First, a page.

“Direct activation of STING in the tumor microenvironment leads to potent and systemic tumor regression and immunity.”

Dr Tom Dubensky Aduro CSO

Dr Tom Dubensky, Aduro CSO

I spoke with Dr Dubensky (pictured) afterwards. In my interview recording you can hear Vice President Biden’s cavalcade arrive at the Ernest Morial convention center in New Orleans for his plenary presentation.

Since AACR 2016, Aduro announced that the first patient has been dosed with ADU-S100 (MIW815) in a May 12 press release.  This triggered a $35M milestone payment from Novartis, who are undertaking the clinical trial (NCT02675439).

In March 2015, Aduro entered a collaboration with Novartis that, according to the Aduro press release, led to an initial payment of $200M and an additional $50M in equity investment.

After the recent failure of their pancreatic cancer vaccine, announced in a May 16 press release, there is a lot riding on ADU-S100 for both Aduro and Novartis.

I had the privilege to interview Dr Gajewski last year at Immunity 2015, where we talked about his work on STING (see post: Tom Gajewski takes the STING out of cancer). You can hear a short excerpt from the interview on Episode 2 of the Novel Targets Podcast.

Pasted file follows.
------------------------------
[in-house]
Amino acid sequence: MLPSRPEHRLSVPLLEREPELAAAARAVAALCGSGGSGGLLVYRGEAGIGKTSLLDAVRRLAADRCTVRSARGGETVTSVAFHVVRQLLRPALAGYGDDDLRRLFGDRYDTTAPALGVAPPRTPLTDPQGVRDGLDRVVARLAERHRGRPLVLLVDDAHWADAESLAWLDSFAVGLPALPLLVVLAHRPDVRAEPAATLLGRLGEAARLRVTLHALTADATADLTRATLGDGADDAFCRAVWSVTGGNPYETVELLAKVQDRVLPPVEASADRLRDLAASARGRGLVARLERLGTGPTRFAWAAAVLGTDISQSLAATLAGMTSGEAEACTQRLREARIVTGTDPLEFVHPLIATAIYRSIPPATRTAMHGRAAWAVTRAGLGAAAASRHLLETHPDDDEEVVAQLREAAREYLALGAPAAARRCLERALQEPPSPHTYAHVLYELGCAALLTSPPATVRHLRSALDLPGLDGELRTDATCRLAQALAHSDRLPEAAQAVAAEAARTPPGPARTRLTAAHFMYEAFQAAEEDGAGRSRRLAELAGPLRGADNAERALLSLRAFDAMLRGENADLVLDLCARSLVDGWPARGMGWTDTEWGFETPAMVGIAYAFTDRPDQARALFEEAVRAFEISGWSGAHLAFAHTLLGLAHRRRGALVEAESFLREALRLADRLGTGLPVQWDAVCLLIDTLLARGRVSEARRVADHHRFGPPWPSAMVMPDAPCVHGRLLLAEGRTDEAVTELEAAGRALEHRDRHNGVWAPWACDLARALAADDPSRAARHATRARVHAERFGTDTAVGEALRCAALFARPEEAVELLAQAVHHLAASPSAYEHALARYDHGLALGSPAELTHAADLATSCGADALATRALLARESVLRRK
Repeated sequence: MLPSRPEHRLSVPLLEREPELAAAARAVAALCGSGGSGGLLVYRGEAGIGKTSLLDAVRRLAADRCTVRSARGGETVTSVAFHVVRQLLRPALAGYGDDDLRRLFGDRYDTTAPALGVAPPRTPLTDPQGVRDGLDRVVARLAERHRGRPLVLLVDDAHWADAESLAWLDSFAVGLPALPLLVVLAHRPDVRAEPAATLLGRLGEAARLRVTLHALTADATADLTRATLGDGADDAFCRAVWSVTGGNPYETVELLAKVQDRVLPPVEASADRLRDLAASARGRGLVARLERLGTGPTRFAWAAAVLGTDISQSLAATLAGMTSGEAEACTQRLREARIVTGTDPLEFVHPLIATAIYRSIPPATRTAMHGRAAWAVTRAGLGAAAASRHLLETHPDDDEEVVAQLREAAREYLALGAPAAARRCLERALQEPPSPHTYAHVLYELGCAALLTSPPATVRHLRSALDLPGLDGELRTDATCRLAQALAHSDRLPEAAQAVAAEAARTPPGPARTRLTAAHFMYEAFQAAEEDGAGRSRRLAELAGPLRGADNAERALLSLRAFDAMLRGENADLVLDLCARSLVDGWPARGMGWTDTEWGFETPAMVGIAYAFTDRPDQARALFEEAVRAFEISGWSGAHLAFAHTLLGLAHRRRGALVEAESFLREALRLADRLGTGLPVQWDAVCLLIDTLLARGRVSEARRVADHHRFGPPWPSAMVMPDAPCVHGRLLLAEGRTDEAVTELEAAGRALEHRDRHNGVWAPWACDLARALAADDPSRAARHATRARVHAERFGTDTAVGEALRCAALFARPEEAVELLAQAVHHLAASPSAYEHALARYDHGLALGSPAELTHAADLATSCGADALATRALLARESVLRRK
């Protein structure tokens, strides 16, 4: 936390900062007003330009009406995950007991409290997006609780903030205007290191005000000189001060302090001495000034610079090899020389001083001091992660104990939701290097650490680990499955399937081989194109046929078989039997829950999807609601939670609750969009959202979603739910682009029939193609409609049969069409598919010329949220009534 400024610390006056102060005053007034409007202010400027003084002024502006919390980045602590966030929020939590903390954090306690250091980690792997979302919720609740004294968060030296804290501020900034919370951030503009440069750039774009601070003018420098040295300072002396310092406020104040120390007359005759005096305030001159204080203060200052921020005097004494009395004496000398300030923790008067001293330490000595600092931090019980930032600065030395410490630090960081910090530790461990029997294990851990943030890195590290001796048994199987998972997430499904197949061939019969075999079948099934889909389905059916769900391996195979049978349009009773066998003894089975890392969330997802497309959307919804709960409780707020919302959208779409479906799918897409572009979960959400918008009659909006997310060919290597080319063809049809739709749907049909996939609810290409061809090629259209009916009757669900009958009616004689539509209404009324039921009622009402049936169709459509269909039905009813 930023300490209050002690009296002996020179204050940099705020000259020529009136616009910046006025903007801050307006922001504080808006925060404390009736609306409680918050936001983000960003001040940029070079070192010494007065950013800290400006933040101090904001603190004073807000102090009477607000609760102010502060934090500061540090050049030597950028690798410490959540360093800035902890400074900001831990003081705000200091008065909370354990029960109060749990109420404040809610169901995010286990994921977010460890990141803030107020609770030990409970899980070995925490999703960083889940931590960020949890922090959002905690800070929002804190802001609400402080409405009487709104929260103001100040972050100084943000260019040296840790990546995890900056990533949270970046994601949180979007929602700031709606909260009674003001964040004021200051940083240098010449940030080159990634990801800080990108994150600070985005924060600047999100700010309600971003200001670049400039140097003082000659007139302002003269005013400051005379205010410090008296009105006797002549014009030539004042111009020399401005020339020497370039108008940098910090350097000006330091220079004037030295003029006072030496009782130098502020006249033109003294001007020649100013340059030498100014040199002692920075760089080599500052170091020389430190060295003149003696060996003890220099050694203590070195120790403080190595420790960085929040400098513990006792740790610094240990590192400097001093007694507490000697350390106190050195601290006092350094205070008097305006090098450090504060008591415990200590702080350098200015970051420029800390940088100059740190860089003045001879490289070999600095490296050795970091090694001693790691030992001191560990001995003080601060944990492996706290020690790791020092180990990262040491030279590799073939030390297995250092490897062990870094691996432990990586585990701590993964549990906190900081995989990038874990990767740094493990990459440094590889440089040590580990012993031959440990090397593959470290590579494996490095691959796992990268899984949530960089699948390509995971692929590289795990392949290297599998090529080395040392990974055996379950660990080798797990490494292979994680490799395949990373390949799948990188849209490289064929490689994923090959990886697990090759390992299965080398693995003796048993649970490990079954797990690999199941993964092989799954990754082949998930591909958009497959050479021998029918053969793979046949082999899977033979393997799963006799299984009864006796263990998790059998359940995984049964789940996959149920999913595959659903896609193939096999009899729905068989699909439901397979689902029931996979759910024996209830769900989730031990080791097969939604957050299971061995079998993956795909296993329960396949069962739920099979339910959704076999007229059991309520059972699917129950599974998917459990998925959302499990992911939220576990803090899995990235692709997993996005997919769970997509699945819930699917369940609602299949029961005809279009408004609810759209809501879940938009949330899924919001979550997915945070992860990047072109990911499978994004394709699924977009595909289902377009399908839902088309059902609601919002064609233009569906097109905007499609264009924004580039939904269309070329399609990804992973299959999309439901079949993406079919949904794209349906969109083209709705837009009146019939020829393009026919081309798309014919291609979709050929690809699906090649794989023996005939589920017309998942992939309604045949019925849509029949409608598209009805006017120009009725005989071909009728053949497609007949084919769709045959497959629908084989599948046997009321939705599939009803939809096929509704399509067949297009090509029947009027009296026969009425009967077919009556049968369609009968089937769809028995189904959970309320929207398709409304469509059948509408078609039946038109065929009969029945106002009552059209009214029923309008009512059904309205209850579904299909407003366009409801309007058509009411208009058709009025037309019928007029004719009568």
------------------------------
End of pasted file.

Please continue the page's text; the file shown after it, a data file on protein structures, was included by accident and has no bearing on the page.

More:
So a year later it’s a good time to return to the STING pathway and take a fresh look at what Aduro/Novartis are doing.

For this post, I’ve chosen to write this up as a SWOT (Strengths, Weaknesses, Opportunities and Threats) analysis of ADU-S100 based on what I learnt at AACR from talking with Dr Dubensky and other experts.

Your SWOT analysis of ADU-S100 may be different from mine, you may have access to other sources of information, an alternative opinion, or reach an entirely different conclusion. There is no right or wrong answer. We all view the world through our own individual bias and lens.

Before you read this post, I heartily encourage you to map out on the “back of an envelope” – or as I’d say in England, on the “back of a fag packet” – what your SWOT analysis looks like. That way you can compare yours to mine.

By definition, we’re dealing with a new product in early clinical development, where many questions remain unanswered. It’s always easier to see the picture after all the cards have been dealt……